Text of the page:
As America’s west starts to suffer the consequences of one of the deepest and most severe drought in a century, largely due to climate change but also large increases in population and construction, the conditions elsewhere are increasingly bad.
We’ve long known “water wars” were a thing. The lack of water in an increasing number of geographies around the world will have as much, or potentially more impact than the carbon emissions crisis which is the leading cause of climate change.
Climate change is going to change everything. As well as a look at the impact of water shortage, and some local actions we must take, I’ll also provide some historic perspective.
Water Isn’t Just For Drinking
I listened with despair earlier this week to “The Takeaway” and this report on the The Water Crisis facing Iraq and Syria. Water is everything, drinking, growing, washing, health, manufacturing, and most importantly power. Power in the sense that those that have water, have power, but they also have likely have electricity. Until we are able to move away from monolithic power generation, it can’t happen without water.
While historic low levels at Lake Mead are a visible indication of the problem. It’s simple to understand that if their isn’t enough water, the damn turbines won’t be able to turn, no turning, no power. The invisible problem, that most people don’t realize is that coal, nuclear and turbine power plants ALL need water for cooling, no water, no cooling, no cooling means plant shutdowns. Dropping water levels will increasingly impact power sources across America. While some areas on America are likely to see an increase in rainfall, it would take a massive effort to capture that rain, clean and filter it, and supply it to other areas in the USA. How long before we have to chose water or power?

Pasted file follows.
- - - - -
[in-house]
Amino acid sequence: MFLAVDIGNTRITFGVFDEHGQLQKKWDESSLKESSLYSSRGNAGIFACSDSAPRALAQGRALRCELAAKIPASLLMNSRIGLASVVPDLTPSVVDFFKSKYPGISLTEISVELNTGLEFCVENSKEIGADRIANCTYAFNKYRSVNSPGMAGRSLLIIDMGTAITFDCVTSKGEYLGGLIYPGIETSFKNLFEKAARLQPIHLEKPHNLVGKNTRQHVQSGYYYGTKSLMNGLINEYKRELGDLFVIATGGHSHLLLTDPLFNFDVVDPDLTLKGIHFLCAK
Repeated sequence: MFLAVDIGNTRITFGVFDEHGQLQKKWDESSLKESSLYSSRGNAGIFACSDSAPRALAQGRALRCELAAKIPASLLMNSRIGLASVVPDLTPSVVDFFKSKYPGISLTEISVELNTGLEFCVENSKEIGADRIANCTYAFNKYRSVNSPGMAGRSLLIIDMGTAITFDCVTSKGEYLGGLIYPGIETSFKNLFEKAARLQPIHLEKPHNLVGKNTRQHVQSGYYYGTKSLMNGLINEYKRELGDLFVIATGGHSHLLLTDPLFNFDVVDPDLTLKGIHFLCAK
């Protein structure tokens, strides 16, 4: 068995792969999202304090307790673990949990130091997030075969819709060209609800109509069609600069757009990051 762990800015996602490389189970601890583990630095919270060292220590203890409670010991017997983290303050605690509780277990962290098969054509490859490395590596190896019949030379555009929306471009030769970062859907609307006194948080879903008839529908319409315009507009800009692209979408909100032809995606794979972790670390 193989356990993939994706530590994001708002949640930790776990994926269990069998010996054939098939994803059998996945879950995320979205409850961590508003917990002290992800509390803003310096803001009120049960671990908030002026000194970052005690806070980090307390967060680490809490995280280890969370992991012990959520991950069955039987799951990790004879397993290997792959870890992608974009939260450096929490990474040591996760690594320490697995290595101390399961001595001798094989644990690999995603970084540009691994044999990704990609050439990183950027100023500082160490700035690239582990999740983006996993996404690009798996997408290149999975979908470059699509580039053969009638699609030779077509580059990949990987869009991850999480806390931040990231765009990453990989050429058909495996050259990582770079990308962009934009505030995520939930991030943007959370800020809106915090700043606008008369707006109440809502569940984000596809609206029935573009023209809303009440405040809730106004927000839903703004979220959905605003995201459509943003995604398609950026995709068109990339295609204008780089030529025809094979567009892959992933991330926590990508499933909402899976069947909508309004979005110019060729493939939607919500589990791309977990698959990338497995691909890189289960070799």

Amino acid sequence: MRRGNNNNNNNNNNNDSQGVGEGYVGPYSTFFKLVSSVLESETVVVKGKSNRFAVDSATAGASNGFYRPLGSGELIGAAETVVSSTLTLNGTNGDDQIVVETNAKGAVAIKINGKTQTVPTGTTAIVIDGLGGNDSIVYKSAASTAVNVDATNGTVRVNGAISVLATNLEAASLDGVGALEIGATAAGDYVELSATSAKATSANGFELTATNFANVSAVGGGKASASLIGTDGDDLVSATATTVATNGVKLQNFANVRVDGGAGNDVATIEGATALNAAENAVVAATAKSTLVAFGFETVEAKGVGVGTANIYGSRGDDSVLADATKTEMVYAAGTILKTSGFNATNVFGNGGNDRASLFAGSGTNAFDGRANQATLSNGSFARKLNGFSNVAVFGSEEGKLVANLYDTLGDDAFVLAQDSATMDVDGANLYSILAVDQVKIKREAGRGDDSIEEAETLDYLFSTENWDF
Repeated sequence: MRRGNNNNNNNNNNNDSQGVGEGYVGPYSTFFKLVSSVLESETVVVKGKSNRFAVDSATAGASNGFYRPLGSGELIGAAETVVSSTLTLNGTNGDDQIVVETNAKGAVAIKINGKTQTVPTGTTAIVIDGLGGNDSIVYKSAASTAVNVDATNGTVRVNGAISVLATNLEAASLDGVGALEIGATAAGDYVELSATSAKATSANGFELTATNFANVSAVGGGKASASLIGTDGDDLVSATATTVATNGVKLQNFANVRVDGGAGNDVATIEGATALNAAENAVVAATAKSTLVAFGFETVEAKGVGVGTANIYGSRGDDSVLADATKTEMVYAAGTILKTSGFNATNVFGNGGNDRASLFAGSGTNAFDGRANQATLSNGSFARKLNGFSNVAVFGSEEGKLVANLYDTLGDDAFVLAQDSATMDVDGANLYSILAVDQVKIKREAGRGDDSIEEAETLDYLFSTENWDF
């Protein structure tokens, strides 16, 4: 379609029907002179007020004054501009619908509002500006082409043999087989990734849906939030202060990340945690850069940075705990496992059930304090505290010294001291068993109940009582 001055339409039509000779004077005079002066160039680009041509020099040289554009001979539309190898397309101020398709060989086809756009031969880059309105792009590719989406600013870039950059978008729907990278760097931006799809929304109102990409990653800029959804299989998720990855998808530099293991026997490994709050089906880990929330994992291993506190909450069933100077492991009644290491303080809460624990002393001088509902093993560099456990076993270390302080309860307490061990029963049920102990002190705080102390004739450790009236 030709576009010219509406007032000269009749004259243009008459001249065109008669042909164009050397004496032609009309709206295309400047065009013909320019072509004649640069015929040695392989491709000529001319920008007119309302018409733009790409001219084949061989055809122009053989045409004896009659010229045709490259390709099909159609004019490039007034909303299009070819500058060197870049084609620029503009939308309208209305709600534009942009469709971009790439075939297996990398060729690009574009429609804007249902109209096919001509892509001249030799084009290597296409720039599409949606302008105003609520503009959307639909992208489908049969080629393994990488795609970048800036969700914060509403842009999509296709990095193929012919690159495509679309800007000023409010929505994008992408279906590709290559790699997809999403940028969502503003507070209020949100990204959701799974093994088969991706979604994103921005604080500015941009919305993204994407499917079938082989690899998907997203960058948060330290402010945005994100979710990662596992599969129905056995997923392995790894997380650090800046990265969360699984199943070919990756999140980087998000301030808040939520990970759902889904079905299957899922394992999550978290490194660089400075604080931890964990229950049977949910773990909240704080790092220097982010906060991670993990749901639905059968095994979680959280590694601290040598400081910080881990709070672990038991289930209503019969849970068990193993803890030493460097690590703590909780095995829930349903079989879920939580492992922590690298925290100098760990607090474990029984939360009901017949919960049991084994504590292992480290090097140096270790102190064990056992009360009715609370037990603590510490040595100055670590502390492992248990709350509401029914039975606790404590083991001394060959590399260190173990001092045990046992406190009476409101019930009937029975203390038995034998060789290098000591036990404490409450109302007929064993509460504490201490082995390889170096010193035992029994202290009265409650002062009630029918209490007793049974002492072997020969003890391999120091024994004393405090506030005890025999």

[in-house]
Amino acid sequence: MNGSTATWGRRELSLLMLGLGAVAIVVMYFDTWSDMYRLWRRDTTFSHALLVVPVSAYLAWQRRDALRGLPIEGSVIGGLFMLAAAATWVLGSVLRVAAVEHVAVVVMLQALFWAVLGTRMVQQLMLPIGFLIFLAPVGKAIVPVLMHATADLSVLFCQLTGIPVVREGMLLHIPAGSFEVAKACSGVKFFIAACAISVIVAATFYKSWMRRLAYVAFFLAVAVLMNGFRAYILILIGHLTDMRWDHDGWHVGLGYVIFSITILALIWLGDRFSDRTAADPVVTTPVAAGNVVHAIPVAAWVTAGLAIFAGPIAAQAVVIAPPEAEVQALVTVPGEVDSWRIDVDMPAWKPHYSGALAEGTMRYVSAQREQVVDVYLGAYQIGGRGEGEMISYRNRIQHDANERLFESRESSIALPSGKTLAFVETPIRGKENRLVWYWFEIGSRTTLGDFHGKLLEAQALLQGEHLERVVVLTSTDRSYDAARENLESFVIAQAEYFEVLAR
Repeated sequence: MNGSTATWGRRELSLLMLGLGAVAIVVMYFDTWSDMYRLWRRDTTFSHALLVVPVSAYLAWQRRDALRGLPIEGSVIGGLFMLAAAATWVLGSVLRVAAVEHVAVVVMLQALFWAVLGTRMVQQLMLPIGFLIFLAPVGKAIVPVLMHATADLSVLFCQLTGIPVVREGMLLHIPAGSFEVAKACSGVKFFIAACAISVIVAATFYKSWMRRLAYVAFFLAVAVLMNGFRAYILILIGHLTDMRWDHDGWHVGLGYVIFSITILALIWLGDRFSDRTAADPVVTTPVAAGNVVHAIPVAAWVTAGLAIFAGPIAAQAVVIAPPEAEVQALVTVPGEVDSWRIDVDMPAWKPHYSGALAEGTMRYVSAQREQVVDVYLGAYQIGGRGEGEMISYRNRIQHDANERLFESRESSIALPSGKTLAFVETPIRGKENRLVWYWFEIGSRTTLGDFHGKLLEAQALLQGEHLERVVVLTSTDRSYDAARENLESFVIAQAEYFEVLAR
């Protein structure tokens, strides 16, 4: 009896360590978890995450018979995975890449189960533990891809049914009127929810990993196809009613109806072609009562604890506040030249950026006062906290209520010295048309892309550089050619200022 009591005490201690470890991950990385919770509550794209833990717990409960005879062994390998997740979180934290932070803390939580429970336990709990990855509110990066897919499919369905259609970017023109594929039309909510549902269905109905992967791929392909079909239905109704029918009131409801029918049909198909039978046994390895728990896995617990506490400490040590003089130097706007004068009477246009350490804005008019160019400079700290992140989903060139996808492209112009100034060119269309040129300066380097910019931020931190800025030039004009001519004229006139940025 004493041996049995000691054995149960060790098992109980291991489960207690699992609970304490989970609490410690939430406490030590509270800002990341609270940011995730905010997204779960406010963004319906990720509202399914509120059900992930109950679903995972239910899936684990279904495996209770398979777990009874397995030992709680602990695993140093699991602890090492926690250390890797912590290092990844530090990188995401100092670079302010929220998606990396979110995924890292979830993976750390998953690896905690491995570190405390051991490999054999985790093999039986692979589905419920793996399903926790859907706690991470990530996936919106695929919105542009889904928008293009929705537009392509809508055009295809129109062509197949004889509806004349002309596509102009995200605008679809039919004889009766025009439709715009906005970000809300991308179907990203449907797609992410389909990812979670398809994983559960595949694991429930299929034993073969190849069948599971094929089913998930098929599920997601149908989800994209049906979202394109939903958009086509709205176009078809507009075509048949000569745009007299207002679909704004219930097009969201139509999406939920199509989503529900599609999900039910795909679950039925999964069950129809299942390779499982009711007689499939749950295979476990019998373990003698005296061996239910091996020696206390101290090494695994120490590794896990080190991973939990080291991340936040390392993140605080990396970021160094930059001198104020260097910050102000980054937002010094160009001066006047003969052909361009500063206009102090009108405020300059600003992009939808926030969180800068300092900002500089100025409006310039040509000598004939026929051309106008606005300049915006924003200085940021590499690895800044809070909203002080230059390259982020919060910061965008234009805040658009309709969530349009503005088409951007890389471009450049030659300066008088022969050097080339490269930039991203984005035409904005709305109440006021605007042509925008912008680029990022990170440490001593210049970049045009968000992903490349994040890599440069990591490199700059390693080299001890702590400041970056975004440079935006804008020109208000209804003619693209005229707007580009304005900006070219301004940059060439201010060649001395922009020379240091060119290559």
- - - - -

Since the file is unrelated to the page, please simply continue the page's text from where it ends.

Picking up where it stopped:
Families are not going to sit around once water shortages hit power and food eco-systems, they are going to take whatever actions they can, including migrating and moving to places where they believe things will be better, even if they are not. In the Middle East, it’s not as if Syria and Iraq don’t already have enough problems. As per the Takeaway, Turkey already has water and power problems, and the whole of North Africa are already suffering a deluge of migration which is overflowing into Europe and beyond. Unresolved, these issues, with or without climate change will continue to cause more wars and more refugees.
Everything Is Local
I live in the Colorado Front Range. The water from the snow melt in the mountains feeds both the Front Range and the Colorado river; The Colorado river feeds the west and Lake Mead. Bizarrely though, water waste is everywhere, not least in lawns. While fifty years ago green lawns in the high desert might have seemed like a “fun” thing, good for property values, for almost all residential and non-farming commercial use, it’s an environmental disaster as well as pointless.